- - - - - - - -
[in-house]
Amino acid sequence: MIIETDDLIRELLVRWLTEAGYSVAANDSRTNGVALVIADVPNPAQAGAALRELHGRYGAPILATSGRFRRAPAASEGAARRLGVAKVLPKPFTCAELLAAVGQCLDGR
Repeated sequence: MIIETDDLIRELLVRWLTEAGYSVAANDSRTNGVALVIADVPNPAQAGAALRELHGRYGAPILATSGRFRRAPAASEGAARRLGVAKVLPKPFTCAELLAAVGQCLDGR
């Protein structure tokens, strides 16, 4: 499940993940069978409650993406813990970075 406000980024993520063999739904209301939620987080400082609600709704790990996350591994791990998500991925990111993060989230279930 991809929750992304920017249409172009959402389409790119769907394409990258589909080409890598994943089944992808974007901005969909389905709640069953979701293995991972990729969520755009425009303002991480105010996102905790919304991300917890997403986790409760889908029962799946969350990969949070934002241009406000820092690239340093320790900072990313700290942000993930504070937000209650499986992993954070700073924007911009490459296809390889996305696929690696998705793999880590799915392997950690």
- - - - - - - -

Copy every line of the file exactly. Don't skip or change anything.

[in-house]
Amino acid sequence: MIIETDDLIRELLVRWLTEAGYSVAANDSRTNGVALVIADVPNPAQAGAALRELHGRYGAPILATSGRFRRAPAASEGAARRLGVAKVLPKPFTCAELLAAVGQCLDGR
Repeated sequence: MIIETDDLIRELLVRWLTEAGYSVAANDSRTNGVALVIADVPNPAQAGAALRELHGRYGAPILATSGRFRRAPAASEGAARRLGVAKVLPKPFTCAELLAAVGQCLDGR
């Protein structure tokens, strides 16, 4: 499940993940069978409650993406813990970075 406000980024993520063999739904209301939620987080400082609600709704790990996350591994791990998500991925990111993060989230279930 991809929750992304920017249409172009959402389409790119769907394409990258589909080409890598994943089944992808974007901005969909389905709640069953979701293995991972990729969520755009425009303002991480105010996102905790919304991300917890997403986790409760889908029962799946969350990969949070934002241009406000820092690239340093320790900072990313700290942000993930504070937000209650499986992993954070700073924007911009490459296809390889996305696929690696998705793999880590799915392997950690």